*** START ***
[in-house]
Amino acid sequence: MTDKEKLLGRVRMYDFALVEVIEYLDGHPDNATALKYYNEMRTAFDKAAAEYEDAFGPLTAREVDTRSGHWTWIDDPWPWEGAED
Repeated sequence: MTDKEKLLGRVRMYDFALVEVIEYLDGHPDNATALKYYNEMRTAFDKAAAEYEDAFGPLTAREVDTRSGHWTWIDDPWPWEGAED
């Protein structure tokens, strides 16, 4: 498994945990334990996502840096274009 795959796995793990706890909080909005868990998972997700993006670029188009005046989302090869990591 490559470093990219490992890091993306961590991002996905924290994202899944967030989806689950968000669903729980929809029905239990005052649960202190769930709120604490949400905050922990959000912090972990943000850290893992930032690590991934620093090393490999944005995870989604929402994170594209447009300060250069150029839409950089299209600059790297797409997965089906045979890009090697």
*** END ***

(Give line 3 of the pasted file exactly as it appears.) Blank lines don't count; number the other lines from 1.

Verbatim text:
Repeated sequence: MTDKEKLLGRVRMYDFALVEVIEYLDGHPDNATALKYYNEMRTAFDKAAAEYEDAFGPLTAREVDTRSGHWTWIDDPWPWEGAED